Sunday, April 8, 2012

Book #99: Herman the Helper by Robert Kraus, Illustrations by Jose Aruego & Ariane Dewey

Image from OpenLibrary.org

Herman is a young green octopus who likes to help. He helps everyone – his mother, his father, his friends, his enemies. And at the end of the day, when Herman goes home for dinner he can also help himself to dinner.

Although this charming book lacks any sort of conflict, it’s a great book for babies and toddlers who are learning how to be helpers. The text is very short and aided by comments from Herman and his friends in smaller fonts. The illustrations are imaginative and colorful and will appeal to kids. I especially like the illustration of Herman helping his uncle build a ship in a bottle. 

As you read the book, spend a bit of time pointing out the different types of animals, plants, and colors on each page. If you’re reading this one-on-one, see if you can count all of Herman’s siblings. Also point out illustrations that use basic shapes, such as the circles that represent the balloons that carry the turtles.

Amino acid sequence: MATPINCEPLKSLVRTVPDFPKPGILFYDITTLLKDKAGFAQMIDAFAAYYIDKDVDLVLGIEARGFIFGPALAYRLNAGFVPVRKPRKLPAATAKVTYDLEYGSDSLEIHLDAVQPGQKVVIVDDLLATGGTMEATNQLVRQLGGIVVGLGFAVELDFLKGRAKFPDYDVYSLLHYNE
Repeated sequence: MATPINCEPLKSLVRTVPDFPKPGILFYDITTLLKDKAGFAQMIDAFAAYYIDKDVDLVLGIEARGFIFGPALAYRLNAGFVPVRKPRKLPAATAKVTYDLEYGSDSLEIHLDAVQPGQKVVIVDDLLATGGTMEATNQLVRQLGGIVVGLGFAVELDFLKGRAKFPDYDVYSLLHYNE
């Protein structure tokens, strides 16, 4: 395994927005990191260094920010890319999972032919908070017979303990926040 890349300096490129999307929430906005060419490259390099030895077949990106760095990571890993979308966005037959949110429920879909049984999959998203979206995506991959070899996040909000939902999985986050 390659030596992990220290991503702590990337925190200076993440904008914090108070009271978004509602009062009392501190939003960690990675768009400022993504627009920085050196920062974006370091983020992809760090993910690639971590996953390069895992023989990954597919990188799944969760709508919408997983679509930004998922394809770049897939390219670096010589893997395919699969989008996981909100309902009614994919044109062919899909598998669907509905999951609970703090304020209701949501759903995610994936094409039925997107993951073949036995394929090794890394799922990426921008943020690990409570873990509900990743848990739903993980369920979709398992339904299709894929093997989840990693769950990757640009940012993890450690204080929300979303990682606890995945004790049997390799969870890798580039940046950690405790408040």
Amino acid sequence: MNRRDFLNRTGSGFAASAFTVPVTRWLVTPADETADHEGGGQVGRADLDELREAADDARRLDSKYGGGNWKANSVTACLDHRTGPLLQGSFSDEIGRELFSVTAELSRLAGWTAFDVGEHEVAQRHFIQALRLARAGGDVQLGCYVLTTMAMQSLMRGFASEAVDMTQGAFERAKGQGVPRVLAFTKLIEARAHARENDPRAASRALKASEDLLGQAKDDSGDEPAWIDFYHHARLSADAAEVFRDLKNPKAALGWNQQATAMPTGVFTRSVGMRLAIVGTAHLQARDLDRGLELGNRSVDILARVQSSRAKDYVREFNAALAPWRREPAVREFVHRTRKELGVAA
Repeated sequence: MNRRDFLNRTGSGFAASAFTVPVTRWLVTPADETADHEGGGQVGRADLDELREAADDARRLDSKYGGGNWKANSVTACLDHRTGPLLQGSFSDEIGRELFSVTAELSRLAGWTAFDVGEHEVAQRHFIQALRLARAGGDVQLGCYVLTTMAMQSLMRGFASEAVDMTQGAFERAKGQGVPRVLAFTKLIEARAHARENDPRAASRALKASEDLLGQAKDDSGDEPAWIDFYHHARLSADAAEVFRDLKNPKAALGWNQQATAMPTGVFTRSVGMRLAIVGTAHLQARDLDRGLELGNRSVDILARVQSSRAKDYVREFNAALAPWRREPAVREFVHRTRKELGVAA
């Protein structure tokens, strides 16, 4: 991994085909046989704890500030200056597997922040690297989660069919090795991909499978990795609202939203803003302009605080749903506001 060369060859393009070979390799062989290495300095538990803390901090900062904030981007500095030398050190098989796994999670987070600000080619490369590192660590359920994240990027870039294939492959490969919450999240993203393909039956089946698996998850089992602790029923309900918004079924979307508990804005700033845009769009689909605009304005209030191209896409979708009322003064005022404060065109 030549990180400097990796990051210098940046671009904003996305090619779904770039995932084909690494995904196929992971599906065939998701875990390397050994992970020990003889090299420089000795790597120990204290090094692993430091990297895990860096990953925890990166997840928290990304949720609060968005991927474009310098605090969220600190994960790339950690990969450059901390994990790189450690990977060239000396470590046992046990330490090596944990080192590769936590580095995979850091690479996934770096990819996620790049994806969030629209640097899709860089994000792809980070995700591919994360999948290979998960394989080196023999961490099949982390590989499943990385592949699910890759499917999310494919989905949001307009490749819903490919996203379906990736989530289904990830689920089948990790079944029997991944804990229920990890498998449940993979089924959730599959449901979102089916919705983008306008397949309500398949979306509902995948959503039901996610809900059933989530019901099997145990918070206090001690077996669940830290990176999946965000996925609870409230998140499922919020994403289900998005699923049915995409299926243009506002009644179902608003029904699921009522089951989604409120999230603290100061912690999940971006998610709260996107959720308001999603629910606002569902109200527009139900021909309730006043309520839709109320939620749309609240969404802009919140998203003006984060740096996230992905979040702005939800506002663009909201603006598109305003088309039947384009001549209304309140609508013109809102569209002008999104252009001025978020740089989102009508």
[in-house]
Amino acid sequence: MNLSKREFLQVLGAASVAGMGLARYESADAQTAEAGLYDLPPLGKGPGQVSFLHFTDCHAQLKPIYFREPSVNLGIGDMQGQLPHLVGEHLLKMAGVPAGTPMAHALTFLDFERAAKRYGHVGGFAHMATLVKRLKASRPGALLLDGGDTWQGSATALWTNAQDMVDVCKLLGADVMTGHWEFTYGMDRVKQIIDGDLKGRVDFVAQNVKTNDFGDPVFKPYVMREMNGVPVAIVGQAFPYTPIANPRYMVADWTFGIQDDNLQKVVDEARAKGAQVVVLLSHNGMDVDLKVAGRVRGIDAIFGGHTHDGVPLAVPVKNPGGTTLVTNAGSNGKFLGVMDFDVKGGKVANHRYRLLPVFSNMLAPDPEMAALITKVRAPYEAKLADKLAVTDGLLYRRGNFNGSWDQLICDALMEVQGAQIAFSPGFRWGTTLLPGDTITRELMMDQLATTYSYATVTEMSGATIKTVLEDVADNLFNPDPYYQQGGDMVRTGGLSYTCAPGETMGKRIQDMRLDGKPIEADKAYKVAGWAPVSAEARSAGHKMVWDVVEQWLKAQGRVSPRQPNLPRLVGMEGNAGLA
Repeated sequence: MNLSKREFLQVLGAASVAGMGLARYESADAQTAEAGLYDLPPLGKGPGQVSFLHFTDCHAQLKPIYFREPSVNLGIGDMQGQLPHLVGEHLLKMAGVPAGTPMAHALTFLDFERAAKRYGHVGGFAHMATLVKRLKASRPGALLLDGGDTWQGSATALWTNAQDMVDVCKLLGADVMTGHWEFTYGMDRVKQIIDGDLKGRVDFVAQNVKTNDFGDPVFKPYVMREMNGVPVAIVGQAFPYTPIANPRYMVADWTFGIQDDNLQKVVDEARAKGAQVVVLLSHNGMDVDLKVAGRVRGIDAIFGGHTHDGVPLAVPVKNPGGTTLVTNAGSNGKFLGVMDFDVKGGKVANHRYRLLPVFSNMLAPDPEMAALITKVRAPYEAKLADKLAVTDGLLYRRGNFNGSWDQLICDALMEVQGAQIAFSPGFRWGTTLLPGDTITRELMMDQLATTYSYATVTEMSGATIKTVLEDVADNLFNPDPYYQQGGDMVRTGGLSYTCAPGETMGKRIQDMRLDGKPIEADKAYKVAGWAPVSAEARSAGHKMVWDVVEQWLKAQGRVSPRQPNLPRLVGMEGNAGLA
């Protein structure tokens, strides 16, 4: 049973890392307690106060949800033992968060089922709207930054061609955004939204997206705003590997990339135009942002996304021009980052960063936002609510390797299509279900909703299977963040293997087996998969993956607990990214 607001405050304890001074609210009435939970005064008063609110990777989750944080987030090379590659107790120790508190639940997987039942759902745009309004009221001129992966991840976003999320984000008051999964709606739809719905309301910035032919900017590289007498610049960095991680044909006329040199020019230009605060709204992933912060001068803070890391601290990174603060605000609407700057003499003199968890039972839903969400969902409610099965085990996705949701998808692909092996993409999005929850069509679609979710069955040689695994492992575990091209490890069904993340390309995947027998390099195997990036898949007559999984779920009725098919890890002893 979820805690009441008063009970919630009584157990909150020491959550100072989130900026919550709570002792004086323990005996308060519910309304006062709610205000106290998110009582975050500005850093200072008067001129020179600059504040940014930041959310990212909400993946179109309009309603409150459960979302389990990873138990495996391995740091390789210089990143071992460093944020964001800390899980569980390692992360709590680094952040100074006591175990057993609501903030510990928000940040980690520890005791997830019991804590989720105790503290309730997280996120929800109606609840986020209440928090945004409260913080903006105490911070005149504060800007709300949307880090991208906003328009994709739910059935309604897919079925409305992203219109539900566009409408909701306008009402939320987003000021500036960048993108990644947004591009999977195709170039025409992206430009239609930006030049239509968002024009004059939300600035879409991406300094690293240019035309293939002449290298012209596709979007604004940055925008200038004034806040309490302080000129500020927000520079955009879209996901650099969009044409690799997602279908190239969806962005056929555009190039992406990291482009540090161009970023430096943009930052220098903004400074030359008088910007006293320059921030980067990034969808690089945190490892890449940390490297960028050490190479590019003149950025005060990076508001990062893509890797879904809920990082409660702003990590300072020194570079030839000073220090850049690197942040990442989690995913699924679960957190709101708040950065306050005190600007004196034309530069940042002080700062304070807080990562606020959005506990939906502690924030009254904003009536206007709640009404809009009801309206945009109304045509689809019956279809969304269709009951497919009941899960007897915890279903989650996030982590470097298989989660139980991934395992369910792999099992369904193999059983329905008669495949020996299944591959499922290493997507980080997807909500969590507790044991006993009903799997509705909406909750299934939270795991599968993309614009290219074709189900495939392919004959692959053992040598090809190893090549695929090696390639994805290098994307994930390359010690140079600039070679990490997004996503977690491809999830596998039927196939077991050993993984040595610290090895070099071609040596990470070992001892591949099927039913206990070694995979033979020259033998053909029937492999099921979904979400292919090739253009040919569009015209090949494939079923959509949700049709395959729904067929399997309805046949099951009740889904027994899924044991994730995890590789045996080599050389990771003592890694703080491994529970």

After you read this book, ask the kids what they do to help at their house. Do they have certain chores? Who else do they help? Point out that Herman helps in big ways, such as fighting fires and saving his friends, but in lots of small ways too, like gathering flowers for his mother. Another topic to explore is why Herman is so helpful. Discuss the idea that Herman helps others because it makes him feel good inside, rather than to get something or become popular with the other characters. 

There are dozens of ocean themed rhymes and songs. A couple of my favorites are I Wish I was a Fishy in the Sea, Octopus, Octopus, Turn Around (a version of the classic Teddy Bear, Teddy Bear, Turn Around), and The Waves on the Sea, which is sung to the tune of The Wheels on the Bus. 

Finally, I found directions for making cardboard toilet roll octopuses while planning an Under the Sea storytime. It’s a great craft because it uses basic art supplies and is quick and easy to put together, especially if the paper is pre-cut. 

-Amy

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